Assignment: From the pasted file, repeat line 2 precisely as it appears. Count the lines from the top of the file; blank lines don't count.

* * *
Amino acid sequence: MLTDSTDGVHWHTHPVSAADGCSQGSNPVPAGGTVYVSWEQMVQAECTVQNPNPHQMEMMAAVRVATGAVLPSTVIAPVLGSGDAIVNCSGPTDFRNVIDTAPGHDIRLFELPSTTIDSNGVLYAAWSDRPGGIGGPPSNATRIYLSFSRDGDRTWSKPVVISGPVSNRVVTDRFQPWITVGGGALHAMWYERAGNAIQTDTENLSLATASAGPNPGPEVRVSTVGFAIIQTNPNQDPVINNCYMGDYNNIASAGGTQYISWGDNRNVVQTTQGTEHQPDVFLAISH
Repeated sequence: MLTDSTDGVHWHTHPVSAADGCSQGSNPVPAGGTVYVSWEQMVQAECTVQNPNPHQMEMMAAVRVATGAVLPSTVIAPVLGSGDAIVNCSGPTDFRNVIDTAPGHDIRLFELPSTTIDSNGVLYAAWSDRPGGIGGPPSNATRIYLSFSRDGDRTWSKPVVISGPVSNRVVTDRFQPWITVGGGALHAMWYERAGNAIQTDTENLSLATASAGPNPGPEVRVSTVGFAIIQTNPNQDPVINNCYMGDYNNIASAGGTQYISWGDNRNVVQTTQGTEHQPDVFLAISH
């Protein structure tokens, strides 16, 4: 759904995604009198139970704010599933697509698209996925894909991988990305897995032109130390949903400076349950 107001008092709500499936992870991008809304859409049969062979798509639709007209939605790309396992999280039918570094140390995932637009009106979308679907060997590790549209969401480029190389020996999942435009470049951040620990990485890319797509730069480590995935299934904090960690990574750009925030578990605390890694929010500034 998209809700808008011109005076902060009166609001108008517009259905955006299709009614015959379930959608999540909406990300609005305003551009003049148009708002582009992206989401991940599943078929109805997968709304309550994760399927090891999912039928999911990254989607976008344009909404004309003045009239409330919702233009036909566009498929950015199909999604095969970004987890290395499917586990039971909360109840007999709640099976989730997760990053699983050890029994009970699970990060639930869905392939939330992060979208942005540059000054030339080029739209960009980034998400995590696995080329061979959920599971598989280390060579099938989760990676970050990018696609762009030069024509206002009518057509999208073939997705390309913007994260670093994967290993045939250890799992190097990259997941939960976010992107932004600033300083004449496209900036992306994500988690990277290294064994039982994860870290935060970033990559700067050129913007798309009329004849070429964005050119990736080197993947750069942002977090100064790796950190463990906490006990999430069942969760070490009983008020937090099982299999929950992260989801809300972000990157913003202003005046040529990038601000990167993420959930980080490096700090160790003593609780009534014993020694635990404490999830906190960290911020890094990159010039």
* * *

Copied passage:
Repeated sequence: MLTDSTDGVHWHTHPVSAADGCSQGSNPVPAGGTVYVSWEQMVQAECTVQNPNPHQMEMMAAVRVATGAVLPSTVIAPVLGSGDAIVNCSGPTDFRNVIDTAPGHDIRLFELPSTTIDSNGVLYAAWSDRPGGIGGPPSNATRIYLSFSRDGDRTWSKPVVISGPVSNRVVTDRFQPWITVGGGALHAMWYERAGNAIQTDTENLSLATASAGPNPGPEVRVSTVGFAIIQTNPNQDPVINNCYMGDYNNIASAGGTQYISWGDNRNVVQTTQGTEHQPDVFLAISH